Austin J Dermatolog. 2016; 3(4): 1058.
Zhong M¹, Song Z²*, Chen W³, Yang X² and Hao F²
¹Department of Dermatology, Outpatient Department, People’s Hospital, China
²Department of Dermatology, Third Military Medical University, China
³Department of Dermatology and Allergy, Technische Universitaet Muenchen, Germany
*Corresponding author: Zhiqiang Song, Department of Dermatology, Southwest Hospital, Third Military Medical University, Chongqing 400038, China
Received: August 16, 2016; Accepted: October 03, 2016; Published: October 05, 2016
Blue Rubber Bleb Nevus Syndrome (BRBNS) is a rare systemic disorder characterized by cutaneous and Gastrointestinal (GI) vascular malformations that sometimes lead to occult blood loss with iron-deficiency anaemia or severe gastrointestinal bleeding. Here we report a case of a 17-year-old patient with BRBNS manifest as chronic anemia in his early years and review the clinical features and treatment of this rare disorder.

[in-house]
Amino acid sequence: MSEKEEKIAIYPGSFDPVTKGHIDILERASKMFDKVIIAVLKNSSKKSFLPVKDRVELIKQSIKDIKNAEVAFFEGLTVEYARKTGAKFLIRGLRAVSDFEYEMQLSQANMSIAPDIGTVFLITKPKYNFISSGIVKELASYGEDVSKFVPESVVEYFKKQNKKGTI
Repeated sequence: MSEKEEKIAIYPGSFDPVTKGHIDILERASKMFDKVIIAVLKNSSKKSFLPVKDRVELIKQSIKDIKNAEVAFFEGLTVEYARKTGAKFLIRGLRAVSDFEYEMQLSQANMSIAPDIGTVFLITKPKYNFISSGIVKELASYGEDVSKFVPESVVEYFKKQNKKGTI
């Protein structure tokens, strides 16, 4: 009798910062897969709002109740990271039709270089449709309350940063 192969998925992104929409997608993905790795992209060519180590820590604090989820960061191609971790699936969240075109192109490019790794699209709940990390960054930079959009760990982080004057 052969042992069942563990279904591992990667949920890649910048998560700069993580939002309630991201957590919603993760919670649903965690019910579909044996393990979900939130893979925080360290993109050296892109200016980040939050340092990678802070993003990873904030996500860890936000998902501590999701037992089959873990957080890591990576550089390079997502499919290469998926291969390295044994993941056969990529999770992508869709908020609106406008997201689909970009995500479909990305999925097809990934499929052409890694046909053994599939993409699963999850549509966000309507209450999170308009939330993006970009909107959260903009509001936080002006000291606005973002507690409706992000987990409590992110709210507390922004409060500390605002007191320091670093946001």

Keywords: Blue rubber bleb nevus syndrome; Bean syndrome; Anemia; Endoscopy
A 17-year-old boy was admitted to department of pediatrics with ten years history of dizzy, lassitude, inertia. His chief complaint was dizziness that had initially developed 10 years ago. The patient did not pay more attention to this because it did not affect his study and life. Occasionally he felt cardiopalmus, upper abdominal pain but without fever, hematemesis and melena. After the illness, the patient had slightly poor memory and appetite and decreased body weight. Five years ago, his parent found a few blue eruptions on his trunk. Although more lesions appear with time, they did not take the patient to see a dermatologist, because they are told these lesions were nevi and did not need further treatments.